Last week, Leslie Proll, Director of Policy at the NAACP Legal Defense & Educational Fund, Inc. (LDF), sent a letter to the United States House of Representatives, urging its Judiciary Committee, as well as Congress as a whole, to make the passage of comprehensive criminal justice reform early in the year a legislative priority.
Current federal law has resulted in the disproportionate mass incarceration of persons of color, which has created an explosion in the federal prison population, from more than 24,000 in 1980 to nearly 220,000 in 2013. This dramatic increase is, in large part, the result of federal prosecutors’ and law enforcement officers’ unequal and aggressive enforcement of drug-related criminal laws and the imposition of mandatory sentences on persons of color.
To combat the negative social and economic effects of the disproportionate imprisonment of persons of color, LDF urges the U.S. House of Representatives to pass legislation that will result in comprehensive reform of the criminal justice system at all stages — from police stops to sentencing to re-entry. LDF’s letter detailed provisions from the following bills that could lead to systemic reforms:
- (H.R. 1680) Police CAMERA Act, which makes federal funds contingent upon police body-worn camera programs;
- (H.R. 1933) End Racial Profiling Act of 2015, which prohibits racial profiling by law enforcement agencies;
- (H.R. 2875) Law Enforcement Trust and Integrity Act, which makes data collection mandatory for use-of-force incidents and traffic and pedestrian stops, as well as provides increased funding for civil rights investigations conducted by the U.S. Department of Justice;
- (H.R. 1232) Stop Militarizing Law Enforcement Act, which prohibits the Department of Defense from transferring certain military equipment to law enforcement;
- (H.R. 2944) Sensenbrenner-Scott Safe Justice Act of 2015, which creates and implements procedures to reduce over-incarceration due to pretrial detention, among other things;
- (H.R. 1459) Democracy Restoration Act of 2015, which automatically restores voting rights to persons released from prison;
- (H.R. 3470) Fair Chance to Compete for Jobs Act of 2015, which limits the use of background checks during the hiring process;
- (H.R. 2521) Restoring Education and Learning Act (REAL) of 2015, which makes formerly incarcerated students eligible for federal Pell grants;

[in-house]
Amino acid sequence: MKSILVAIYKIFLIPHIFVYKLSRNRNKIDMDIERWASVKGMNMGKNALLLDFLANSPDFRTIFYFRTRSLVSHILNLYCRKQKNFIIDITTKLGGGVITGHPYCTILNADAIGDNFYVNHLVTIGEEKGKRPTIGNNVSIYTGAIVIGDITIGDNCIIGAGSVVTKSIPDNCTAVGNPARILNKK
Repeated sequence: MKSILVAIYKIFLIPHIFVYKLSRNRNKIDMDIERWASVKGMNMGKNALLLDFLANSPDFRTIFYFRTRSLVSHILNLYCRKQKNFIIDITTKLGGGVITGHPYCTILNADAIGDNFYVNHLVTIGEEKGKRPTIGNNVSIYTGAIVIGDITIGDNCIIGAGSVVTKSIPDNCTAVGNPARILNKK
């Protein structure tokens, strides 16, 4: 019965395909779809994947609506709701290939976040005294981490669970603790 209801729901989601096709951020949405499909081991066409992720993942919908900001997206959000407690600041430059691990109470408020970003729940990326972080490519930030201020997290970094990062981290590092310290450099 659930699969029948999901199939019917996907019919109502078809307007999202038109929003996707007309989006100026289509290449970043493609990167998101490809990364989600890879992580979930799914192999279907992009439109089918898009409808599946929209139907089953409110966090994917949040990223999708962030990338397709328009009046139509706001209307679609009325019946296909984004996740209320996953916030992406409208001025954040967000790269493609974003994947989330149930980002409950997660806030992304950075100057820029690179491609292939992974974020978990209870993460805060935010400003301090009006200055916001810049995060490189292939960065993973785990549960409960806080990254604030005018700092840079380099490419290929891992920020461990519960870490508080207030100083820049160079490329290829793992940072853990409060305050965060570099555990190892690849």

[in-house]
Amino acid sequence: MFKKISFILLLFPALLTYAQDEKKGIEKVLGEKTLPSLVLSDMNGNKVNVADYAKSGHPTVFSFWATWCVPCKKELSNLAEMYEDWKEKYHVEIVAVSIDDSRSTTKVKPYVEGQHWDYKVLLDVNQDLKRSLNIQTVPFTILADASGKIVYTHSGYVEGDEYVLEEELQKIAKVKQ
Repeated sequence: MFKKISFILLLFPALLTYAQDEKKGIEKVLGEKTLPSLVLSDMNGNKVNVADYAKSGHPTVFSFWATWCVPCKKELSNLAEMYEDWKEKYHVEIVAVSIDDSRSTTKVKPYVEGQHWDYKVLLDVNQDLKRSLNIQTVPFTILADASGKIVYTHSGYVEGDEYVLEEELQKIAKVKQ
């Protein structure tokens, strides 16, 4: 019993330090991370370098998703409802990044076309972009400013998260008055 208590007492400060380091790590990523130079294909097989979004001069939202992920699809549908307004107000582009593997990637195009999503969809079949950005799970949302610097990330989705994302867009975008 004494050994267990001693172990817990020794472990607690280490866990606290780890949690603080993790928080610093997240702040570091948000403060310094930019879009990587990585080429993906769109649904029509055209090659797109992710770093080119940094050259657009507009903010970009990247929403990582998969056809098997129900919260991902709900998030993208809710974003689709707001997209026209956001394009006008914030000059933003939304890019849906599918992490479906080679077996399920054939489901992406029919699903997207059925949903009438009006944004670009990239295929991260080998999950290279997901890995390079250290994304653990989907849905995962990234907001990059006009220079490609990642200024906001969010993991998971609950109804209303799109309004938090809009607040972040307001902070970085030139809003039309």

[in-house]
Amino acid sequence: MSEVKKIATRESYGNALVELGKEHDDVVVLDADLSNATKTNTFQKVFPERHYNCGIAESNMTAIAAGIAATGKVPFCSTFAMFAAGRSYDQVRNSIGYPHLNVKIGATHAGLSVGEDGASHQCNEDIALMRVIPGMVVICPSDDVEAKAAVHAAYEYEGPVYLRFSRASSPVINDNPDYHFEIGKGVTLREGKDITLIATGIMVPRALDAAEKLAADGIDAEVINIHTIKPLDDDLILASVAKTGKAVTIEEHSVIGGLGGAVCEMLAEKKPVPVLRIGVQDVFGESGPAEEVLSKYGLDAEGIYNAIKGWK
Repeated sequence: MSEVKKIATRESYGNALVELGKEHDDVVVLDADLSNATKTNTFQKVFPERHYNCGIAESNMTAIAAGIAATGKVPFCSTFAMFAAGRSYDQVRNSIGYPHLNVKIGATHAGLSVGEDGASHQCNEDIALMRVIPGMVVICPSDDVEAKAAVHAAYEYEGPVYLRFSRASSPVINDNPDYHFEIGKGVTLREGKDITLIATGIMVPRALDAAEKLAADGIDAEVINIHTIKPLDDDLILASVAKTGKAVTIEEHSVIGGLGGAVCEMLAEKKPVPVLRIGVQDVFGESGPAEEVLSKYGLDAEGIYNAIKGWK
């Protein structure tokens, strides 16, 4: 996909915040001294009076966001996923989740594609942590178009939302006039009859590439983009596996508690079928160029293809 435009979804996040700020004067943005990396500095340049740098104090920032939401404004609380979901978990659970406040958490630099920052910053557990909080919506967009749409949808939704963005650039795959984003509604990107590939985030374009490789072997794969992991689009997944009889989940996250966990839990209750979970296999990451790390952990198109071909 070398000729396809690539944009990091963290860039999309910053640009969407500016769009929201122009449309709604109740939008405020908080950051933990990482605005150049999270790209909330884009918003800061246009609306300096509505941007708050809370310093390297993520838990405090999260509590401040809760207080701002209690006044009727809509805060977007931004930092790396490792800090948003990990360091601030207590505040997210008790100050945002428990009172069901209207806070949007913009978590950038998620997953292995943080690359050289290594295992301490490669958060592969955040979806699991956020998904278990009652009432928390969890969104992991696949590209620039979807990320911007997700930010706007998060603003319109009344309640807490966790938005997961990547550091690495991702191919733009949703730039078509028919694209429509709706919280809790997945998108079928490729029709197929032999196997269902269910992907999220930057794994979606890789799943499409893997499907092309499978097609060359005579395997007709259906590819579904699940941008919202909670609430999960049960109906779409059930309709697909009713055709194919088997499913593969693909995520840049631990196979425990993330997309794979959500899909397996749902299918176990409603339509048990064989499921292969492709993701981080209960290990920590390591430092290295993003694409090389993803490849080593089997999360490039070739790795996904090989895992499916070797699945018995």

- (H.R. 1672) Record Expungement Designed to Enhance Employment (REDEEM) Act of 2015, which seals the nonviolent criminal and juvenile records of past offenders;
- (H.R. 3713) Sentencing Reform Act of 2015, which addresses racial disparities in sentencing;
- (H.R. 1255) Fairness in Cocaine Sentencing Act of 2015, which would eliminate disparities between crack and cocaine sentences;
- (H.R. 3406) Second Chance Reauthorization Act of 2015, which improves and expands grant programs for government agencies and non-profit organizations providing post-incarceration supportive services, such as career training and placement; and
- (H.R. 759 Amendment) Corrections and Recidivism Reduction Act of 2016, which helps prepare the incarcerated for their eventual release by establishing a prison-based recidivism reduction program.
LDF appreciates the House Judiciary Committee’s efforts to undertake criminal justice reform and believes that the elimination of racial bias and longstanding inequities, throughout our criminal justice system, should be the paramount focus of Congress this year. The Committee’s consideration of these bills would represent important steps in a long but necessary process.
Founded in 1940, the NAACP Legal Defense and Educational Fund, Inc. (LDF) is the nation’s first civil and human rights law organization and has been completely separate from the National Association for the Advancement of Colored People (NAACP) since 1957—although LDF was originally founded by the NAACP and shares its commitment to equal rights. In media attributions, please refer to us as the NAACP Legal Defense Fund or LDF.